Taking care of our trees

The emerald ash borer and options for managing ash trees

Trees provide many benefits to our community. When planting trees, select a diversity of trees that are well-suited to your growing conditions.
Trees provide many benefits to our community. When planting trees, select a diversity of trees that are well-suited to your growing conditions.

Trees are important in our community as they provide numerous benefits. Trees improve our air and water, improve our health, reduce urban heat, provide wildlife habitat, save energy, and increase property values.

The biggest current threat to our tree canopy is the emerald ash borer, which is an invasive tree pest from Asia that kills ash trees. Ash trees are a common urban landscaping tree — there are more than one million ash trees in yards, parks and streets in Hennepin County, making up about 15 percent of the tree canopy. All of the ash trees in the county are threatened by the emerald ash borer, and it is likely that the number of ash trees infested and dying from the emerald ash borer will increase greatly in the next five years.

Most residents of Hennepin County live within 15 miles of an infested ash tree. So if you have ash trees on your property, it’s time to start thinking about what you’re going to do with those trees.

 

What is an ash tree?

The first step in preparing for the emerald ash borer is determining if you have any ash trees on your property. Look for the following characteristics to determine if you have an ash tree:

  • Branches that grow directly opposite from one another
  • Multiple leaves on one stalk joined to a branch
  • Bark with diamond-shaped pattern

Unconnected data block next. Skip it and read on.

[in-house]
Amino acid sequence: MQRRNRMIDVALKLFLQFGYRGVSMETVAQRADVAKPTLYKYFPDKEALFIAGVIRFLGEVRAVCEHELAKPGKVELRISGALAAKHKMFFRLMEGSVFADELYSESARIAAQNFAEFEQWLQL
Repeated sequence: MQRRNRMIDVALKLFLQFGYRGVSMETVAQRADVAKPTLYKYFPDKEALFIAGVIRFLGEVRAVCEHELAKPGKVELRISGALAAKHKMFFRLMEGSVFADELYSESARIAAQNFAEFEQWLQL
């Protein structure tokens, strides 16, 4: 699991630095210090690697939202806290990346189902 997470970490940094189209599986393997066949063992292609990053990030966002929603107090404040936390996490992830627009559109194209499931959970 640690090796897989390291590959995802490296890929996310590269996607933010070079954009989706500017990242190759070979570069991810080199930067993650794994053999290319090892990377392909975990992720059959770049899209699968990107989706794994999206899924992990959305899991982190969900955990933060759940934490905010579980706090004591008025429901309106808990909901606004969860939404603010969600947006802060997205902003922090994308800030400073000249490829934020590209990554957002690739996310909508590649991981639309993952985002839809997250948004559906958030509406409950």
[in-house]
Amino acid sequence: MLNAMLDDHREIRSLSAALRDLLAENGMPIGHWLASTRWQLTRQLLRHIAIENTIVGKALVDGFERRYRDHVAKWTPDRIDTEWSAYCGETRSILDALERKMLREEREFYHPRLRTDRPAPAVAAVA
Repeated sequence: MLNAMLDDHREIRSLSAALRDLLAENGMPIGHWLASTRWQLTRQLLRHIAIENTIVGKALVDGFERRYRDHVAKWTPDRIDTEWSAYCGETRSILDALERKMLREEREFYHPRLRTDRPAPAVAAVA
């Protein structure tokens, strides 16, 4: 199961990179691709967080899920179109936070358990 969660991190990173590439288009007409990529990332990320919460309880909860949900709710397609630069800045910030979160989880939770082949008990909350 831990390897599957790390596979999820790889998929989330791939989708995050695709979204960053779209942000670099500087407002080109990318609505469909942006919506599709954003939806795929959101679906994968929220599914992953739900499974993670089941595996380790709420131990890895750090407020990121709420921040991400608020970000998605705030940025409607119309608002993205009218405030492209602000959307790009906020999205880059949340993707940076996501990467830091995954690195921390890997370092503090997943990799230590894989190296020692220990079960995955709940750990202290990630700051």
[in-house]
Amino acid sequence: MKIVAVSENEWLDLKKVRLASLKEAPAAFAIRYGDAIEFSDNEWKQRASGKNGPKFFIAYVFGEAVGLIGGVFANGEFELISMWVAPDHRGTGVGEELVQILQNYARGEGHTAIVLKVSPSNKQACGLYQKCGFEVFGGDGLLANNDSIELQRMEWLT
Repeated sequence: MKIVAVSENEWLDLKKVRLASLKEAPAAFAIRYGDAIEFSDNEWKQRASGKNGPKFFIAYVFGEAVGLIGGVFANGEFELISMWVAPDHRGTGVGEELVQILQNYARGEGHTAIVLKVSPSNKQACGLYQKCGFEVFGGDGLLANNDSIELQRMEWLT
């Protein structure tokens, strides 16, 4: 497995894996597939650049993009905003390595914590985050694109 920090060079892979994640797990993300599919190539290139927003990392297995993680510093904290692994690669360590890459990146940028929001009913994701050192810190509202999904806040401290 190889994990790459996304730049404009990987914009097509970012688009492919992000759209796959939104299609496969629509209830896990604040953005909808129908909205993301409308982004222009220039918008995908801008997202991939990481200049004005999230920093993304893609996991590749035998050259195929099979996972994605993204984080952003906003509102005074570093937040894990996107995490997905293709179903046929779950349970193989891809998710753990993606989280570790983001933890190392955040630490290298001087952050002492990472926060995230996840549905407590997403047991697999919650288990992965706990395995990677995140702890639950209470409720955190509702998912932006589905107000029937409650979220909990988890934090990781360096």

Visit www.dnr.state.mn.us/invasives/terrestrialanimals/eab/idashtrees.html for more detailed identification information.

 

What are the signs of an emerald ash borer infestation?

The following signs may indicate that an ash tree is infested with the emerald ash borer:

  • Leaves on the top or on one part of the tree will start dying, eventually impacting the rest of the tree
  • Sprouts growing from the roots or base of tree, as this indicates that the tree is stressed
  • Increased woodpecker activity
  • Cracks in the bark
  • Serpentine patterns underneath bark and D-shaped holes

 

What can I do about infected ash trees?

There are two options for managing ash trees on your property: preserve them by using an insecticide treatment or remove and dispose of them.

 

Preserving ash trees

Treatment with an insecticide is an option to preserve ash trees of high value. Preservation treatments must be administered by a certified arborist about every two years in late spring. Cost will vary depending on the size of your tree but typically cost about $200.

Hennepin County is using a trunk injection of emamectin benzoate to treat ash trees on county properties. This is an effective treatment option that, unlike other insecticide options, is not a neonicotinoid, which have been shown to negatively impact pollinators.

 

Removal and disposal

Any ash tree that is not being treated will eventually need to be removed by a certified arborist and disposed of properly. If you decide to proactively remove ash trees, remove trees between October 1 and April 30 to avoid the season that the emerald ash borer is active and in flight. Ash tree waste should be disposed of at yard waste sites nearby to prevent spread of the emerald ash borer. Find yard waste disposal sites at www.hennein.us/yardwaste.

 

Replanting

Because of the numerous benefits trees provide, replanting new trees in place of any you will have to remove is a great idea. When planting trees, select a diversity of trees that are well-suited to your growing conditions.

See the Tree Owner’s Manual from the U.S. Forest Service at www.treeownersmanual.info for more information on selecting and planting trees.

 

This information was provided by Hennepin County Environment and Energy, Environmental Education & Outreach.